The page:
Japan's Marbeni will no longer build coal power plants. Just 1,600 more plants to go.
Japan's Marbeni will no longer build coal power plants. Just 1,600 more plants to go.
Today, it’s Tesla Roadsters; tomorrow, space lasers? SpaceX’s president and CEO says the firm would consider launching weapons into orbit for the U.S. government, if asked. “If it’s for the defense of this country, yes, I think we would,” Gwynne Shotwell said, in response to a question about SpaceX’s willingness to launch “offensive weapons” into space for the United States. She made her remarks at the Air Force Association’s annual conference. The crowd broke into applause.
Physicists took a deeper look at the Leidenfrost effect, which you’ve likely experienced when you’ve dripped water into a pan to test its temperature.
Diets like intermittent fasting are proving wildly popular for their rapid weight-loss effects, but scientists are also starting to uncover how they might benefit the body in other ways. A molecule produced during fasting has now been found to apply the brakes to aging of the vascular system.
Planet on brink of 'tipping point' as thawing soil and sediment releases large volumes of carbon dioxide and methane into atmosphere. The world is on course to exceed global warming limits set out in the Paris climate agreement much earlier than previously thought, scientists have warned, following the first comprehensive study of the impact of melting permafrost.
New sorting algorithm yields more robust, replicable results than other methods.
The rise of machines, robots and algorithms in the workplace stands to create almost double the number of jobs for the global economy by the middle of the next decade than it puts at risk of being replaced. According to the World Economic Forum (WEF), about 133m jobs globally could be created with the help of rapid technological advances in the workplace over the next decade, compared with 75m that could be displaced.
At the 2018 International Space Development (ISDC) meeting in May, Jeff Bezos—founder of Amazon and Blue Origin—laid out his vision for human expansion into the solar system. Bezos attended the event to accept the Gerard K. O’Neill Memorial Award for Space Settlement Promotion, named for the visionary physicist who pioneered many human space exploration concepts. While there, Bezos expressed a comprehensive perspective on the future of spaceflight, including the idea that we need to “leave Earth to save it.”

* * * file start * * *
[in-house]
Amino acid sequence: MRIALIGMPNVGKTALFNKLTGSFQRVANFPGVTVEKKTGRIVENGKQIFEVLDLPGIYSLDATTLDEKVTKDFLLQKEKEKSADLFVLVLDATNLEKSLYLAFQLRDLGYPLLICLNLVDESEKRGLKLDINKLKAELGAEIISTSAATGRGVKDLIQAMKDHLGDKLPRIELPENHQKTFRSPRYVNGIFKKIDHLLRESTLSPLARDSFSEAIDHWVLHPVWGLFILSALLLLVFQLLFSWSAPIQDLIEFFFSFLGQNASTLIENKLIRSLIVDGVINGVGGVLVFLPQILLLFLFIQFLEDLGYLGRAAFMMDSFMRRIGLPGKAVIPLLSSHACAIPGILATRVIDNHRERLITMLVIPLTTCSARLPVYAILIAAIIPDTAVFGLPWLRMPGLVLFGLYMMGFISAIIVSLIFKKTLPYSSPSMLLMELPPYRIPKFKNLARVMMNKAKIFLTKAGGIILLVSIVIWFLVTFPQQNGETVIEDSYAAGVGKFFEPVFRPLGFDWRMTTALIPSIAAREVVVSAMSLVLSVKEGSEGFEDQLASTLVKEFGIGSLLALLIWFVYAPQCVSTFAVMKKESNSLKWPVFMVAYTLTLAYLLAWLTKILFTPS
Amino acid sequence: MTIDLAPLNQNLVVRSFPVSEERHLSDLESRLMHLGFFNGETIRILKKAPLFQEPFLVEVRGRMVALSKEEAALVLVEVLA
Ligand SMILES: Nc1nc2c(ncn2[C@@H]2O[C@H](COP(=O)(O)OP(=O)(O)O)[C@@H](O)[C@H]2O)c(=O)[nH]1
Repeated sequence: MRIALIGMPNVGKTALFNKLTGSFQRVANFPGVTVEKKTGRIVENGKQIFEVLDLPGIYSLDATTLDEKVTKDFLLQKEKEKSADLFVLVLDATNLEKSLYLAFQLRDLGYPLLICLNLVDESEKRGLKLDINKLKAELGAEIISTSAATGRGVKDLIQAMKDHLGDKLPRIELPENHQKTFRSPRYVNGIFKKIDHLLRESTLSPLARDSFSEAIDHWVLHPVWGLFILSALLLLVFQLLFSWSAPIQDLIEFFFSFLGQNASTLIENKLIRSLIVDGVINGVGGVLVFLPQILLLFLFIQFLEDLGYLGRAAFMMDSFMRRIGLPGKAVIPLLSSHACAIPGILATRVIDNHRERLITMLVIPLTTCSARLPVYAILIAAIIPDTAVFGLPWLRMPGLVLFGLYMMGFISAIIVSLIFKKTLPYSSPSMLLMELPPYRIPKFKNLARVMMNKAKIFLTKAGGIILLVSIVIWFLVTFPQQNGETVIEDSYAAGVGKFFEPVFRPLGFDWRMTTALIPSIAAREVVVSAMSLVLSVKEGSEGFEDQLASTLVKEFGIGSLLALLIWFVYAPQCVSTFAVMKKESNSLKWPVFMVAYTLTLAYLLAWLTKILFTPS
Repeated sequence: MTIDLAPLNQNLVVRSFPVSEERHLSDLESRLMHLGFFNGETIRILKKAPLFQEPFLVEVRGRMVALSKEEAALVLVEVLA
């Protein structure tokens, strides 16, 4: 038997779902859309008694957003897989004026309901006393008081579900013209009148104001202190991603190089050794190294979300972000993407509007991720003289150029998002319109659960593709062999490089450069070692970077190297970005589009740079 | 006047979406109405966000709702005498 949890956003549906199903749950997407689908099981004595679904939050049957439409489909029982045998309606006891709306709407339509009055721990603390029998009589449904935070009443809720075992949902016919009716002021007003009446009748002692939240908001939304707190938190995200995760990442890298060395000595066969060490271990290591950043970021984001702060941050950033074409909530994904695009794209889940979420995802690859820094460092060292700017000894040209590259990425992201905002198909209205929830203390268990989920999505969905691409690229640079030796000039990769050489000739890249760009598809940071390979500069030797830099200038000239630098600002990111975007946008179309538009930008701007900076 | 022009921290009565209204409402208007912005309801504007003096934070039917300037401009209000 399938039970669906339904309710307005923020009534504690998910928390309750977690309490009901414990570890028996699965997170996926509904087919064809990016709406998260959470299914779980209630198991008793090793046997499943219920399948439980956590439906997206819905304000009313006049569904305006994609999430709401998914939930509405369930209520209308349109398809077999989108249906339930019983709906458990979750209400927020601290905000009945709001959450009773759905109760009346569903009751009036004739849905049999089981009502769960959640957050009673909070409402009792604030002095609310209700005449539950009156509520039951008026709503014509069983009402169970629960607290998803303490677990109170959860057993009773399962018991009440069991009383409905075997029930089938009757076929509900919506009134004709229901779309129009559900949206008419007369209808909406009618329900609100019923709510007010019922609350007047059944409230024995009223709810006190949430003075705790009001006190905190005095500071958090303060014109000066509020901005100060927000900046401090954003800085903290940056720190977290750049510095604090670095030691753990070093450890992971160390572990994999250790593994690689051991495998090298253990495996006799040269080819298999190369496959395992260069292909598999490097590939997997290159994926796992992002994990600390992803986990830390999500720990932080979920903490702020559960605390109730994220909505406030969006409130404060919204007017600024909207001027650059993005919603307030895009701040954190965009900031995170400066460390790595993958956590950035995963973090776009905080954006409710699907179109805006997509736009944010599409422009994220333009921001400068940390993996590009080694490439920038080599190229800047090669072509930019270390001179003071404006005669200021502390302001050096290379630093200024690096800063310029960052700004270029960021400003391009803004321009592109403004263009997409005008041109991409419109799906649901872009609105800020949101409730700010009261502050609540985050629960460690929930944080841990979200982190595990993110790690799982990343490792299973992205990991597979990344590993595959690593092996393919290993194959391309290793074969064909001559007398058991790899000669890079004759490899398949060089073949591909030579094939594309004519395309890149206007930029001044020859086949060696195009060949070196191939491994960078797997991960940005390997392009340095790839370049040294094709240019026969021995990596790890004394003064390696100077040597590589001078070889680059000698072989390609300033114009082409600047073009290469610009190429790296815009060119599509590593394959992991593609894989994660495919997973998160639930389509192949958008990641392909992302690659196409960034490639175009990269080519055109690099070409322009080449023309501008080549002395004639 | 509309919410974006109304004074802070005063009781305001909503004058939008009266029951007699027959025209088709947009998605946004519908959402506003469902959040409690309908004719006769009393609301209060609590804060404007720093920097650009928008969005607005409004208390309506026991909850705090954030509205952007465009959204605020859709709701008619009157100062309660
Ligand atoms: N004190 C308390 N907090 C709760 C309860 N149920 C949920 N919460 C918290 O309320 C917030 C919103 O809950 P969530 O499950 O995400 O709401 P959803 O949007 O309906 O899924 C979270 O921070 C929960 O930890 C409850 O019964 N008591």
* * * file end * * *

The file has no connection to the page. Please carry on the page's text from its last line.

It's a devastating case that serves as the medical warning we didn't even know we needed. An organ donor unknowingly bequeathed her undetected, malignant cancer at the same time as her organs.
It's going to be a big night for space tourism. The private spaceflight company SpaceX will reveal its first passenger for a trip around the moon on the company's massive BFR rocket and you can watch it all live online. SpaceX CEO Elon Musk has even dropped tantalizing previews of the BFR's new rocket design on Twitter.
Astronomers with the Breakthrough Listen program used AI (artificial intelligence) to find 72 repeating, short, unpredictable radio bursts, from a mysterious source 3 billion light years away.
A lot of military technology manages to be both awe-inspiring and vaguely terrifying, and so it is with the Molar Mic – this little microphone and speaker combination actually clips on to the wearer's back teeth.
From making biofuels to eating up harmful plastics, fungi could help us build a greener planet. Fungi could not just help rid the planet of plastic by degrading it, but by making it obsolete it, too. Research in the Kew report suggests that naturally made materials using fungal mycelia are being used increasingly often instead of more harmful materials such as polystyrene and leather.